A Love Triangle in the Rockies: Chapman Punches Above Its Featherweight Budget

A Love Triangle in the Rockies: Chapman Punches Above Its Featherweight Budget

Comparisons to Terrence Malick have become lazy critical shorthand for describing visual poetry, but writer-director Justin Owensby's wounded-hearts drama directly evokes (pilfers?) the impressionistic editing, nostalgic palettes, and gliding magic-hour camera work of The New World or Tree of Life.

Repressed locksmith Alex (Jesse Johnson, son of Don) is a hot mess who copes by chugging cough syrup, huffing paint, and puckishly breaking into cars and hotel rooms as his worldly whims dictate.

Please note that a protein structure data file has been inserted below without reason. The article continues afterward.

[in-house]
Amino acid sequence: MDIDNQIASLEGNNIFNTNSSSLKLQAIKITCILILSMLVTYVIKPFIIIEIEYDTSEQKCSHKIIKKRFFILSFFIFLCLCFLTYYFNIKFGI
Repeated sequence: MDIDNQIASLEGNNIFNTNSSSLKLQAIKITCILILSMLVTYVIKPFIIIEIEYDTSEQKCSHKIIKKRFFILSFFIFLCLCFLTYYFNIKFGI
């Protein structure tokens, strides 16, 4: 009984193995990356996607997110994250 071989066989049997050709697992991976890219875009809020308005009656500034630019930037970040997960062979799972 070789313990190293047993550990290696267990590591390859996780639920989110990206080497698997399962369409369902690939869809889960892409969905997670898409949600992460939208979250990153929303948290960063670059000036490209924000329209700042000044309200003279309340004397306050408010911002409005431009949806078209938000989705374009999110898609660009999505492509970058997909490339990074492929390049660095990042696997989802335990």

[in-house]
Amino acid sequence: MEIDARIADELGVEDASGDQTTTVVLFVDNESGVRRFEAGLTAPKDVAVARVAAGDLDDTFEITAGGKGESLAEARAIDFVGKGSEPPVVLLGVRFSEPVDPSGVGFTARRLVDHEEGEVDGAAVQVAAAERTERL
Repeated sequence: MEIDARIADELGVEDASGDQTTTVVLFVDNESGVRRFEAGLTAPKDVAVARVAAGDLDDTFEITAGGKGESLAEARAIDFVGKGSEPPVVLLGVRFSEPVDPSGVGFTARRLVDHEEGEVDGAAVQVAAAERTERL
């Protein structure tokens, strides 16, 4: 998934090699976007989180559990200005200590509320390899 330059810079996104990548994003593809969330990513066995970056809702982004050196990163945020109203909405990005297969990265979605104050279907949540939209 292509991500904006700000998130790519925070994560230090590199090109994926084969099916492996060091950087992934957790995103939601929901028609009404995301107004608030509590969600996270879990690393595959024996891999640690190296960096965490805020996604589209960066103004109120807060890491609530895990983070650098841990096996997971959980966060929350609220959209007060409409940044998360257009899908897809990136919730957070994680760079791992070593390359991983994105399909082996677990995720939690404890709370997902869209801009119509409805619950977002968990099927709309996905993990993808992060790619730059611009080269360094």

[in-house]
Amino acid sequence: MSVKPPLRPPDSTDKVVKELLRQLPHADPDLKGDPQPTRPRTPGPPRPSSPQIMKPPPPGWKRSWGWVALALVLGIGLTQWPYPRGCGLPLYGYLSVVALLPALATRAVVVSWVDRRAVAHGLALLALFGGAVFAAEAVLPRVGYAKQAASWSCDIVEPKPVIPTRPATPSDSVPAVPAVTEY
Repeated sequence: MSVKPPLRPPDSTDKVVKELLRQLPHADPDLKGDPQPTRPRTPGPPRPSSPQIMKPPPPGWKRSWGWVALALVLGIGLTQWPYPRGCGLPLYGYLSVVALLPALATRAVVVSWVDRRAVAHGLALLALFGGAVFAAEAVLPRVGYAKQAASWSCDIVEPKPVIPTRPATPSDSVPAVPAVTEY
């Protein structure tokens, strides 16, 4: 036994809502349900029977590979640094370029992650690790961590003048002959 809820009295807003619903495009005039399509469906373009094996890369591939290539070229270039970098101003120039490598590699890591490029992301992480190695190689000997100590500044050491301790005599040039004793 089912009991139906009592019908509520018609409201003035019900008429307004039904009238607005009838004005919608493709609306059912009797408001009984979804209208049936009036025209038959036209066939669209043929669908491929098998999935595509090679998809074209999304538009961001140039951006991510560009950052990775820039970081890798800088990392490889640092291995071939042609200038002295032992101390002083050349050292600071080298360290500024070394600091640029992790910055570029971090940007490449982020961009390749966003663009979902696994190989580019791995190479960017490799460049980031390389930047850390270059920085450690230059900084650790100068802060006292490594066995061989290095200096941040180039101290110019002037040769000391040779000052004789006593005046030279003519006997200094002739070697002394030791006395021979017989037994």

The arrival of a letter summons Alex back to his idyllic Colorado Rockies home, where he has fallen out terribly with his childhood buddy Paul (Christopher Masterson, brother of Danny), but all that anguish took place 12 years ago.

During that dreamy summer — gracefully transitioned to and from as a parallel timeline — young Alex (Jordan Potter) and Paul (Alex Saxon) come of age in the form of a love triangle with wholesome, spirited Marie (Caitlin Thompson), irrevocably driving a wedge between the boys.

Mostly due to the assured polish of cinematographer Sean Stiegemeier, Chapman punches above its featherweight budget, but the punch is ultimately pulled as both strands of the narrative intersect with one last reveal of unresolved melodrama that feels coldly calculated in its cause and effect.

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34 W. 13th St.
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